The online version of this article (doi:10.1186/bcr3162) contains supplementary material, which is available to authorized users.
The authors declare that they have no competing interests.
SY helped to develop the hypothesis, design the study, and perform the data analysis and interpretation. CBA helped to develop the hypothesis, design the study, provide the data and biospecimen from the WCHS, perform the data analysis and interpretation, and provide financial support for the study. GZ helped to provide the data and biospecimen from the WCHS and to perform the data analysis and interpretation. DHB, LJ, MR, GC, WD, KSP, and EVB helped to provide the data and biospecimen from the WCHS. HH provided pathological data of tumor samples. C-CH, LES, LT, CSJ, DLT, SEM and FA helped to perform the data analysis and interpretation. HZ helped to provide financial support for the study. All authors read and approved the final draft of the manuscript.
American women of African ancestry (AA) are more likely than European Americans (EA) to have estrogen receptor (ER)-negative breast cancer. 25-hydroxyvitamin D (25OHD) is low in AAs, and was associated with ER-negative tumors in EAs. We hypothesized that racial differences in 25OHD levels, as well as in inherited genetic variations, may contribute, in part, to the differences in tumor characteristics.
In a case (n = 928)-control (n = 843) study of breast cancer in AA and EA women, we measured serum 25OHD levels in controls and tested associations between risk and tag single nucleotide polymorphisms (SNPs) in VDR, CYP24A1 and CYP27B1, particularly by ER status.
More AAs had severe vitamin D deficiency (< 10 ng/ml) than EAs (34.3% vs 5.9%), with lowest levels among those with the highest African ancestry. Associations for SNPs differed by race. Among AAs, VDR SNP rs2239186, associated with higher serum levels of 25OHD, decreased risk after correction for multiple testing (OR = 0.53, 95% CI = 0.31-0.79, p by permutation = 0.03), but had no effect in EAs. The majority of associations were for ER-negative breast cancer, with seven differential associations between AA and EA women for CYP24A1 (p for interaction < 0.10). SNP rs27622941 was associated with a > twofold increased risk of ER-negative breast cancer among AAs (OR = 2.62, 95% CI = 1.38-4.98), but had no effect in EAs. rs2209314 decreased risk among EAs (OR = 0.38, 95% CI = 0.20-0.73), with no associations in AAs. The increased risk of ER-negative breast cancer in AAs compared to EAs was reduced and became non-significant (OR = 1.20, 95% CI = 0.80-1.79) after adjusting for these two CYP24A1 SNPs.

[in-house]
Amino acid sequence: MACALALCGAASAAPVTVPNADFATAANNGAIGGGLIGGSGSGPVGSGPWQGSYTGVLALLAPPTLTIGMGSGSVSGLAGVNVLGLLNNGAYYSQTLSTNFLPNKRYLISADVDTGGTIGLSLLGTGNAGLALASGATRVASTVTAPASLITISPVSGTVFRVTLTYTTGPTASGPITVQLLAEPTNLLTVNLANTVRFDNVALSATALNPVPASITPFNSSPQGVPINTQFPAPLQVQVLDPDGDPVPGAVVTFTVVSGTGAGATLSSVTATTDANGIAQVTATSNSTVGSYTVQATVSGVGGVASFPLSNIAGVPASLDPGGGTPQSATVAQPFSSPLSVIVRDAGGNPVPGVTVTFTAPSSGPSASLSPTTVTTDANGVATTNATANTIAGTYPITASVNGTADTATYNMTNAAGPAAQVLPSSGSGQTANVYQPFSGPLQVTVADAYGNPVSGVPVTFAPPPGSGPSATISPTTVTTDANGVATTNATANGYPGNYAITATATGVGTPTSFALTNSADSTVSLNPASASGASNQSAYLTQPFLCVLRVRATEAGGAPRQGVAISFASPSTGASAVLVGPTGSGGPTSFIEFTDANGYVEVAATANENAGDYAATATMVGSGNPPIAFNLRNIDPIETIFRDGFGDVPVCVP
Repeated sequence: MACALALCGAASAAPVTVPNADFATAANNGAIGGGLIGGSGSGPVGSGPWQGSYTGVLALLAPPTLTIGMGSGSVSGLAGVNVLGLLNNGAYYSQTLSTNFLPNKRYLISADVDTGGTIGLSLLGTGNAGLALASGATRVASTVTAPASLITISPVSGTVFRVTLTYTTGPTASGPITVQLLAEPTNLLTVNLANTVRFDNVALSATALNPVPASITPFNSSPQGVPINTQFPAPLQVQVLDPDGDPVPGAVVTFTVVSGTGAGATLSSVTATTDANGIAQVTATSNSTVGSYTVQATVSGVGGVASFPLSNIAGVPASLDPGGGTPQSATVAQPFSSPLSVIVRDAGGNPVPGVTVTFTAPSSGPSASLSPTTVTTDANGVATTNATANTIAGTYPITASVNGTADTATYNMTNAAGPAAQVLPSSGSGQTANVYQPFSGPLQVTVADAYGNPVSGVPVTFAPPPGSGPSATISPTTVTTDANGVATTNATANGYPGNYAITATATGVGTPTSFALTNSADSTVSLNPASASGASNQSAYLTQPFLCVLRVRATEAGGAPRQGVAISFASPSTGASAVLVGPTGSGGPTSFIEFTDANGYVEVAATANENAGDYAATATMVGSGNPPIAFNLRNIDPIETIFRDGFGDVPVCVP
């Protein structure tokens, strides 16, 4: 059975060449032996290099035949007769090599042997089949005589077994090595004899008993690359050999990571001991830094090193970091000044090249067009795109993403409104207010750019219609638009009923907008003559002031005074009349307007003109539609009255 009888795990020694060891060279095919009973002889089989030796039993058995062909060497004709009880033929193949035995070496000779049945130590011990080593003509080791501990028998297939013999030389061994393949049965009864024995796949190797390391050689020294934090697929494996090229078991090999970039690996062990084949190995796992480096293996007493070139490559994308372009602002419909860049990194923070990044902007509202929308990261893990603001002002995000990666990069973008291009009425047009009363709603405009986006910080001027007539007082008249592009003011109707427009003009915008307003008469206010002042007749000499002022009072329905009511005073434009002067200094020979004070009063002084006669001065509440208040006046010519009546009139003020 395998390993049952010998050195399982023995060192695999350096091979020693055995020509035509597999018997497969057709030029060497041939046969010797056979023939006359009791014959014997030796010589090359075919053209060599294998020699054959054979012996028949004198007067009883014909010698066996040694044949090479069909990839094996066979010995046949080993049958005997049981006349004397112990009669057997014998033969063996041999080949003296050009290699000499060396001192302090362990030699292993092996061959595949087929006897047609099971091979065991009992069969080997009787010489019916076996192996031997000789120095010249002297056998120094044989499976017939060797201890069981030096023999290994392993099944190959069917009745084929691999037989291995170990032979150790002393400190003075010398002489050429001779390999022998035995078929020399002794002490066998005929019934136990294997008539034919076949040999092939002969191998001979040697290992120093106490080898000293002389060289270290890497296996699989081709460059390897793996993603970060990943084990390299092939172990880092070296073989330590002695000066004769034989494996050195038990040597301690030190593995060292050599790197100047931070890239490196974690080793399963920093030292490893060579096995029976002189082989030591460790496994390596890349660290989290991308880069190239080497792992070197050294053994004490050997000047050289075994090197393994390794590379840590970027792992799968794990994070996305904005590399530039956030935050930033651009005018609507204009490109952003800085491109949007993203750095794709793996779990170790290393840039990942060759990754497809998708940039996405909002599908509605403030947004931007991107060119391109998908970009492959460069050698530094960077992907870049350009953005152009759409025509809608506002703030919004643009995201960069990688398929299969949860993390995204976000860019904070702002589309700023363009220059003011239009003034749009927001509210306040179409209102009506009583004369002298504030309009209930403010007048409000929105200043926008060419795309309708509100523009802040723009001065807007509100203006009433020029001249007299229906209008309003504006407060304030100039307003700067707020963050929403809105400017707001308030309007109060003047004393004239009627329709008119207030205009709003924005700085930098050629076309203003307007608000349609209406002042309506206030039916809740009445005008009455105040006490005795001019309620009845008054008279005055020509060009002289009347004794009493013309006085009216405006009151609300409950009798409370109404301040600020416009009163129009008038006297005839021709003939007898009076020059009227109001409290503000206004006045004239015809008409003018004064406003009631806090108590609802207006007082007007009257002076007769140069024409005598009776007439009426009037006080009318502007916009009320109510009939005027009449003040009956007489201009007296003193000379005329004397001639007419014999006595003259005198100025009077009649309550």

These data suggest that genetic variants in the vitamin D pathway may be related to the higher prevalence of ER-negative breast cancer in AA women.
Additional file 1: Supplementary Tables S1-S5. The file contains the following five supplementary tables. Table S1. Breast cancer risk associated with SNPs in VDR, CYP27B1, and CYP24A1 in African American and European American women. Table S2. Haplotypes of VDR and CYP24A1 in significant association with breast cancer risk in African American and European American women. Table S3. Risk of estrogen receptor positive breast cancer associated with SNPs in VDR, CYP27B1, and CYP24A1 in African Americana and European American women. Table S4. Risk of estrogen receptor negative breast cancer associated with SNPs in VDR, CYP27B1, and CYP24A1 in African Americana and European American women. Table S5. SNPs in VDR that show differential associations with breast cancer stratified by menopausal status in African American and European American women. (DOC 704 KB)13058_2011_2955_MOESM1_ESM.DOC
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- Variants in the vitamin D pathway, serum levels of vitamin D, and estrogen receptor negative breast cancer among African-American women: a case-control study
Dana H Bovbjerg
Chi Chen Hong
Lara E Sucheston
Candace S Johnson
Donald L Trump
Susan E McCann
Karen S Pawlish
Elisa V Bandera
Christine B Ambrosone
- BioMed Central
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